Wells Fargo Predicts 10-Year T-Note Will Rise Above 1%

Now at a 0.63% yield, the benchmark bond should move up due to better economic and virus news, says bank’s strategist.

The benchmark 10-year Treasury’s yield is a minuscule 0.63%. Just last December, it was at 1.9%. And the year before that, it was 3.1%.

But Wells Fargo Securities thinks the benchmark 10-year T-note is headed upward, back above the 1% mark, where it was until early March. “It sounds really out there, but it’s not,” said Michael Schumacher, the bank’s chief macro strategist, who bases his call on the hope of good news on the coronavirus fighting front, which would then result in a turn-around of the plummeting economy.

As Schumacher sees things: “If the virus course does reverse and if the economic impact seems like it’s mitigating somewhat, 1.25% seems very much in reach to us” on the 10-year Treasury.

For sure, Wednesday’s news from Gilead Sciences, that its remdesivir drug has shown positive signs in fighting COVID-19, buoyed hearts. The S&P 500, which has been rising due to hopes about containing the virus and re-opening the economy, enjoyed a 2.7% pop.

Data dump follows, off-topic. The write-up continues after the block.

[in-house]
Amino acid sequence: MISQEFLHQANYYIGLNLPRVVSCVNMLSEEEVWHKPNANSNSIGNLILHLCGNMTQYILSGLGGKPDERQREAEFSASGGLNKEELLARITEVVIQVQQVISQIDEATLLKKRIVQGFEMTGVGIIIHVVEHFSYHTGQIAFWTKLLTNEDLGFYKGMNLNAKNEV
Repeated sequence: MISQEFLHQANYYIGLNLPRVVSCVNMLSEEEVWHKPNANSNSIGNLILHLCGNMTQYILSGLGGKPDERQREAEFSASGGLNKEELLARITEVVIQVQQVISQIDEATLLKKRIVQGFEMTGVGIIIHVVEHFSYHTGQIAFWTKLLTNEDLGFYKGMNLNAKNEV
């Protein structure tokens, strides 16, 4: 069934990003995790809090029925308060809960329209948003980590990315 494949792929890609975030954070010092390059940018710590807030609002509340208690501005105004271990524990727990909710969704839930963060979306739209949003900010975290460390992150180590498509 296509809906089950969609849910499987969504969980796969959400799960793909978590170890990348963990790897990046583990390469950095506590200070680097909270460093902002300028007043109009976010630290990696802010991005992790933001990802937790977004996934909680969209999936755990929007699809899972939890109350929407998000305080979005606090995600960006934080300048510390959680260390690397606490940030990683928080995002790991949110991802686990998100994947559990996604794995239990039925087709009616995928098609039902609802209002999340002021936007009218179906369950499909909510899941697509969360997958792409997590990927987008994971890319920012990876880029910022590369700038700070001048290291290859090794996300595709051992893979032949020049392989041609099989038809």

Early March, of course, was when then the virus outbreak became serious and the bond was in even greater demand from investors worldwide as a refuge. Even with enormous fiscal and monetary largesse, no one thinks Uncle Sam and his pal, the Federal Reserve, which can create money at will, are about to go broke

“You’ve got so many factors coming together,” he told CNBC. “As we suspect, you’ll see continued progress on the virus.”

He indicated that the economy, now burdened by 30 million unemployment insurance applicants, can’t turn around quickly. But a sign of progress should be enough to allow the panicky rush into Treasury bonds to subside, dropping prices and lifting yields (they move in opposite directions).

Under his timetable, the 10-year yield within the next three weeks moves up to 0.80%. Come summer, it should ascend past 1%. “By the end of the year, we think they go quite a bit higher,” he said. Namely, 1.25%, which the bond last saw in late February.

Another factor in the bond yield drama is that the Federal Reserve plunged short-term rates to near zero to offset the economic woes accompanying the outbreak. While the Fed, whose policymaking committee is meeting this week, won’t go below zero, it will continue buying bonds, which would counter Schumacher’s expectations.  

“One big thing for the US which we think is a plus is the response here has been huge, and it’s been very quick,” Schumacher said.

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